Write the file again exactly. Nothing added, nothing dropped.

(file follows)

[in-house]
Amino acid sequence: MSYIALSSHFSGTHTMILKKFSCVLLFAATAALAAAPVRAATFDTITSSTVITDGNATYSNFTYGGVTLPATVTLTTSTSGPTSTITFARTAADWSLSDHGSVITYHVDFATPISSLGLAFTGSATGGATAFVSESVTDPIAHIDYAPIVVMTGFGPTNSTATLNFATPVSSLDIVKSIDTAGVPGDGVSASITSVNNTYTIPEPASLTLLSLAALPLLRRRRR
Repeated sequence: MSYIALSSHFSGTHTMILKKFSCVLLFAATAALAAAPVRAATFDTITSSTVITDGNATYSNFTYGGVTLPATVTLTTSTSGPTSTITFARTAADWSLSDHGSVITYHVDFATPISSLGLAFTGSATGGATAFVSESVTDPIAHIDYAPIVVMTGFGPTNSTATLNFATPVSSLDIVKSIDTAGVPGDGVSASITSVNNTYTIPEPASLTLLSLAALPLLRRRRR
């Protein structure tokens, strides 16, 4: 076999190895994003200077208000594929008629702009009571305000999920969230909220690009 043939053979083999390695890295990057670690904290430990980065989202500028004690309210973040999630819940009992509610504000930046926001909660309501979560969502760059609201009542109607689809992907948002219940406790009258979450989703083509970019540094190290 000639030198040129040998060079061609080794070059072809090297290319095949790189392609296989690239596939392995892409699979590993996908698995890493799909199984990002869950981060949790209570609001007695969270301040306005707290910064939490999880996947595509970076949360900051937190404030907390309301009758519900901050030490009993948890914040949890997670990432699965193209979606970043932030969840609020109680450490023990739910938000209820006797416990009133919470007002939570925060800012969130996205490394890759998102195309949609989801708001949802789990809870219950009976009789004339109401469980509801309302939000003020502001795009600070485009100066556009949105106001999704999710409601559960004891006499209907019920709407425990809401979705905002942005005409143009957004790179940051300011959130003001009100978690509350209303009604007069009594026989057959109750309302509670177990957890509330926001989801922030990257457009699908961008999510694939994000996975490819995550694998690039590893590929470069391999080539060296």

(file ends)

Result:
[in-house]
Amino acid sequence: MSYIALSSHFSGTHTMILKKFSCVLLFAATAALAAAPVRAATFDTITSSTVITDGNATYSNFTYGGVTLPATVTLTTSTSGPTSTITFARTAADWSLSDHGSVITYHVDFATPISSLGLAFTGSATGGATAFVSESVTDPIAHIDYAPIVVMTGFGPTNSTATLNFATPVSSLDIVKSIDTAGVPGDGVSASITSVNNTYTIPEPASLTLLSLAALPLLRRRRR
Repeated sequence: MSYIALSSHFSGTHTMILKKFSCVLLFAATAALAAAPVRAATFDTITSSTVITDGNATYSNFTYGGVTLPATVTLTTSTSGPTSTITFARTAADWSLSDHGSVITYHVDFATPISSLGLAFTGSATGGATAFVSESVTDPIAHIDYAPIVVMTGFGPTNSTATLNFATPVSSLDIVKSIDTAGVPGDGVSASITSVNNTYTIPEPASLTLLSLAALPLLRRRRR
């Protein structure tokens, strides 16, 4: 076999190895994003200077208000594929008629702009009571305000999920969230909220690009 043939053979083999390695890295990057670690904290430990980065989202500028004690309210973040999630819940009992509610504000930046926001909660309501979560969502760059609201009542109607689809992907948002219940406790009258979450989703083509970019540094190290 000639030198040129040998060079061609080794070059072809090297290319095949790189392609296989690239596939392995892409699979590993996908698995890493799909199984990002869950981060949790209570609001007695969270301040306005707290910064939490999880996947595509970076949360900051937190404030907390309301009758519900901050030490009993948890914040949890997670990432699965193209979606970043932030969840609020109680450490023990739910938000209820006797416990009133919470007002939570925060800012969130996205490394890759998102195309949609989801708001949802789990809870219950009976009789004339109401469980509801309302939000003020502001795009600070485009100066556009949105106001999704999710409601559960004891006499209907019920709407425990809401979705905002942005005409143009957004790179940051300011959130003001009100978690509350209303009604007069009594026989057959109750309302509670177990957890509330926001989801922030990257457009699908961008999510694939994000996975490819995550694998690039590893590929470069391999080539060296």